Cranberry Eagle: Butler County commissioner shares personal story of roadside crash. Officials say 34 people died in incidents this year

Thirty-four people across the nation have died this year while responding to roadside incidents. A Butler County commissioner’s son is just one story of how roadside workers can be injured or killed if drivers are not paying attention.

State trooper Joshua Osche, son of county Commissioner Leslie Osche, was struck by a vehicle while laying flares at a crash site on the Parkway West in Robinson Township, Allegheny County. He was not on duty at the time, but was wearing a reflective jacket, Leslie Osche recounted during a Southwestern Pennsylvania Commission press conference Tuesday, Nov. 14.

“He was in the process of placing warning light sticks on the roadway when he was struck by a vehicle and launched into the air, landing in the center of the parkway,” said Osche, who is also chairwoman of the Southwestern Pennsylvania Commission. “A tow-truck driver, Blair Johnson, who was involved in the accident and attempting to divert traffic from the disabled vehicle, pulled my son to safety, lest he be hit again.

“His injuries were very serious. He suffered two broken legs and is learning to walk again.”

Osche’s story kicked off a conference regarding Crash Responder Safety Week, which the commission hosts each year to remind drivers to slow down and move over when they see emergency vehicles on a roadway. The conference, which took place at the Strip District Terminal in Pittsburgh and was streamed on the commission’s Facebook page, featured speeches from several traffic officials in the region.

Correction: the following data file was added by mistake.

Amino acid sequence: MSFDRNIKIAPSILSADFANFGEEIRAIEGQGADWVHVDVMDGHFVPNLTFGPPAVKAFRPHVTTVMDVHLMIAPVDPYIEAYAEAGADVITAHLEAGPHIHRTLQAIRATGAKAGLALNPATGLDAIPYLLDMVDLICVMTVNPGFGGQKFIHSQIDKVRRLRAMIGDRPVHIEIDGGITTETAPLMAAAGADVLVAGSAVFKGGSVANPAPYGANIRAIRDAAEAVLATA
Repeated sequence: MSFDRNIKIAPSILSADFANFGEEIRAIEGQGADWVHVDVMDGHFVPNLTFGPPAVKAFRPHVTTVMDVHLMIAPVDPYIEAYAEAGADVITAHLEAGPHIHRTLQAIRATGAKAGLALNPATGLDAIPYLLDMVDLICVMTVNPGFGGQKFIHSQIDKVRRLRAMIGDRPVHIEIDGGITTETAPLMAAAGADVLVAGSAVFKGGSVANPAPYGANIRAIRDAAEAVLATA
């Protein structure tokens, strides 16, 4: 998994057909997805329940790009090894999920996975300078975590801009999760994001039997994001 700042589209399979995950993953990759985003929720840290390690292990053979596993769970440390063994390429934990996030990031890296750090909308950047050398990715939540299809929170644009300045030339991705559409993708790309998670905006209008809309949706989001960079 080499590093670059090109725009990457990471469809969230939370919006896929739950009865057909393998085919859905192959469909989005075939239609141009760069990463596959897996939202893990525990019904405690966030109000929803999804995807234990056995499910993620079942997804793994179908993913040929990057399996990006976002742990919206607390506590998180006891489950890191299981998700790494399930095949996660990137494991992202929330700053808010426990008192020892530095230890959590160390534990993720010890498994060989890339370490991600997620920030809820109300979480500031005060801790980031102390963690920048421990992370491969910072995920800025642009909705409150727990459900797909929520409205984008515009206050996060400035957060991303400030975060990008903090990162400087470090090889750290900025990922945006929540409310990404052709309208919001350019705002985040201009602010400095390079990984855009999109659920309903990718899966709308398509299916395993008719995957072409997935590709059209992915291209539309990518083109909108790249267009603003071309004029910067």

State Trooper Rocco Gagliardi said at the conference it is the responsibility of every driver to be alert while behind the wheel of a vehicle, especially when approaching vehicles stopped on or along a road.

“It’s your duty to be paying attention to the roadway and all the obstacles around you,” Gagliardi said. “Our strongest statistic is actually tow truck drivers getting hit on the side of the road.”

Joshua Spano, manager of transportation operations and safety for the Southwestern Pennsylvania Commission, said the easiest thing people can do to increase safety as people respond to roadside incidents is slow down.

“My ask for the traveling public is that you slow down and move over so we can do our jobs,” Spano said. “One life lost is too many.”

Osche said her son is recovering from the crash well and is still participating in state police work as part of its cellular analysis task force.

Although Joshua Osche survived the crash and is making a recovery, Leslie Osche said the crash and others like it can be avoided if drivers use safe driving techniques — and simply move over when approaching emergency vehicles.

“It was a challenge that night on the parkway to get traffic to slow down and move over,” Leslie Osche said. “If you come upon a scene where first responders are assisting someone, if you see lights, if you see flares, please pay attention. … Move over.”

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